One feels such tribe of art critics have become a thing of past; art critics who read and writes poetry and art critics who write poetry when they don’t feel like hurting artists with harsh criticism. Ella Dutta, another veteran art critic and art writer laments how the new generation has gone away from pursuing art criticism due to crass commercialisation of public mediums and shrinking of space for art critical writings. Kishore Singh, an art writer and consultant with the Delhi art gallery speaks of the new avenues where art criticism has migrated into. It has become more inclusive in a sense that involves artists’ lives, their cuisine and their life style. Art criticism is dead and long live art criticism. Also Singh cites how two of the major newspapers published from Delhi where Malik has contributed his columns now have done away with their art critical pages completely.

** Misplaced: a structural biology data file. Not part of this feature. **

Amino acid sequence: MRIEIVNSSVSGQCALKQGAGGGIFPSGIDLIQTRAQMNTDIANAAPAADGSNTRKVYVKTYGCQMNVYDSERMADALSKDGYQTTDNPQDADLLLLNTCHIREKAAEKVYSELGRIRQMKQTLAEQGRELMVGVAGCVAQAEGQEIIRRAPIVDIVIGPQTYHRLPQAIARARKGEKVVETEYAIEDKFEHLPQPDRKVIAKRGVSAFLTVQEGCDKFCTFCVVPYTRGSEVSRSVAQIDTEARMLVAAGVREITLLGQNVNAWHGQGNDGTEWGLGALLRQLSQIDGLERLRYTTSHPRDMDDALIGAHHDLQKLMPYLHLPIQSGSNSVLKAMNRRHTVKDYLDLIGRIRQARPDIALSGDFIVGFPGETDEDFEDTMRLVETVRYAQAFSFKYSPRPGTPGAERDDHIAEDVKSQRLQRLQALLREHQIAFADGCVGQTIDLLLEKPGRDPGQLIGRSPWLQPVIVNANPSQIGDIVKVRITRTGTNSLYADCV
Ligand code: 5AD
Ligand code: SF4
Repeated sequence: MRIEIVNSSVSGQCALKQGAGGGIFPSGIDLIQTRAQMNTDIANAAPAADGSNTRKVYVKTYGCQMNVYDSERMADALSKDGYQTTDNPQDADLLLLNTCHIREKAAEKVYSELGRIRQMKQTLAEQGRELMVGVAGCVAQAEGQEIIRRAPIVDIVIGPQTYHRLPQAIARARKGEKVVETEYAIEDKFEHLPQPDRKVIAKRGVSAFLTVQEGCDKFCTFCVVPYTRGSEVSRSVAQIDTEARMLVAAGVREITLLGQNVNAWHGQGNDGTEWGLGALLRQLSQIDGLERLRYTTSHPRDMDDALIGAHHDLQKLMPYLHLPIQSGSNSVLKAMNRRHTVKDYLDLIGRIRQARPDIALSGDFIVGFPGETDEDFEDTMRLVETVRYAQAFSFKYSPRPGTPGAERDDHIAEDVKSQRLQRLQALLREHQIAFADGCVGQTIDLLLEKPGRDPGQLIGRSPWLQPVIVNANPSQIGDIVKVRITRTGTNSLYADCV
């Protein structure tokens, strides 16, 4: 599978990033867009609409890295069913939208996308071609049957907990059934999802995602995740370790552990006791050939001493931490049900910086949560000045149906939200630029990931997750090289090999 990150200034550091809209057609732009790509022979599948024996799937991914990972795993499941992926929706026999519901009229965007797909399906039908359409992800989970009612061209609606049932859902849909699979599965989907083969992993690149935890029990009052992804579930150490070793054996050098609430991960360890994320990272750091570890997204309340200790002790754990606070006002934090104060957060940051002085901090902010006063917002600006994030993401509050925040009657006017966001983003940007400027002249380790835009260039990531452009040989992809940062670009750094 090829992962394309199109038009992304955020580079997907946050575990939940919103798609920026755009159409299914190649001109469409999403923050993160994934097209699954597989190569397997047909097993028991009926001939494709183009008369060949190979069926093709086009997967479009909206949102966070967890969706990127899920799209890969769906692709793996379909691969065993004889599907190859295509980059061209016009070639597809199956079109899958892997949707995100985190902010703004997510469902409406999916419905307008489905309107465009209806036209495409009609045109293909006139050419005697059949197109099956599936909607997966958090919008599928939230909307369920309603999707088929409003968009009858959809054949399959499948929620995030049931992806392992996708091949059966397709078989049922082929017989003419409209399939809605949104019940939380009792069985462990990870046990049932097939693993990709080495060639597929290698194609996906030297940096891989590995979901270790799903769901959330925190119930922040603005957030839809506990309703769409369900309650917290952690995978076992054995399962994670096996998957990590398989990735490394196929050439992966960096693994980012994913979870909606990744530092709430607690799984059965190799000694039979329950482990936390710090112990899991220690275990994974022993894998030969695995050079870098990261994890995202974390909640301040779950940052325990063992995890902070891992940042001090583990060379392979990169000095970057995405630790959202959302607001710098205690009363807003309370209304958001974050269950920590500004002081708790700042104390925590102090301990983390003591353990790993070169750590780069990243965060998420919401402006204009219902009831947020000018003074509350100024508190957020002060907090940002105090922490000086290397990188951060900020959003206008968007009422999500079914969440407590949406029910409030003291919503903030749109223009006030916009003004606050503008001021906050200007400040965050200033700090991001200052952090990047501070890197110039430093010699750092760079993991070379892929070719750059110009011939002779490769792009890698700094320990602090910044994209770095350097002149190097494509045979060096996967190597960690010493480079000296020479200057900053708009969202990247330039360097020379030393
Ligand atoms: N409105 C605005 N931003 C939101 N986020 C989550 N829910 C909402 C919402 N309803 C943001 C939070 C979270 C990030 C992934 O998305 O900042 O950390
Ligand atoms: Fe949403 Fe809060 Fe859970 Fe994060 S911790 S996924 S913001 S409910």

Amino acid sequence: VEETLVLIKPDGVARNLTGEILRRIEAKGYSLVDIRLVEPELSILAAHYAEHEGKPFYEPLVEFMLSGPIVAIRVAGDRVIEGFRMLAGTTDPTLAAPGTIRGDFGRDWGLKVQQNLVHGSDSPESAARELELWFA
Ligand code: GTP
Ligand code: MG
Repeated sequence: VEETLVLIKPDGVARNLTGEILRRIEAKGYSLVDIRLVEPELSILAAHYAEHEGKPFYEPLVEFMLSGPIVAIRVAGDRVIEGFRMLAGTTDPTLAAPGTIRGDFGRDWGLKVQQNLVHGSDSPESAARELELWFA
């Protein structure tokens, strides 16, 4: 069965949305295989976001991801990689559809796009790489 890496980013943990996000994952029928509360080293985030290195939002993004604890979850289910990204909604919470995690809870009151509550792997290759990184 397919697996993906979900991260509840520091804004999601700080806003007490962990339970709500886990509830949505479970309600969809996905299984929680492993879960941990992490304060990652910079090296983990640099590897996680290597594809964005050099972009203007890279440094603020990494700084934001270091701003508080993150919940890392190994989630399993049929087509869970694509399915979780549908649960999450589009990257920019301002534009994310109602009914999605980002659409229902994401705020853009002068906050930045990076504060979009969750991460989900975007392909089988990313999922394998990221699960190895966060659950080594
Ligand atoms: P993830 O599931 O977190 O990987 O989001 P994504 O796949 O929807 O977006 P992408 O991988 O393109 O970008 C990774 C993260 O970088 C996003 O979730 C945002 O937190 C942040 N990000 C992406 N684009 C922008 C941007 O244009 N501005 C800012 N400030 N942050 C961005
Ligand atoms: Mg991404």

Malik listens. People who have crossed a certain age do not feel challenged as they see life and death, fame and glory, material opulence and penury with equal detachment. At times they take things absolutely in a detached way and at times they take things too seriously. Malik, after speaking a bit about his formative years, reads out a few poems. He is serious in his recitation. Delhi has a mushaira culture (poetry recitation culture). When poetry gets up people sit down and say wah wah. But today, when poetry gets up, people too get up and walk out. They attend their missed calls and face their angry spouses’ angry words. Recitation ends. Fellow artists speak good words about Malik. A.R remembers only Malik had come for his first group exhibition in Delhi. Malik with a photographic memory still not sepia tinted looks straight at A.R and tells him what those images were. Everyone is impressed.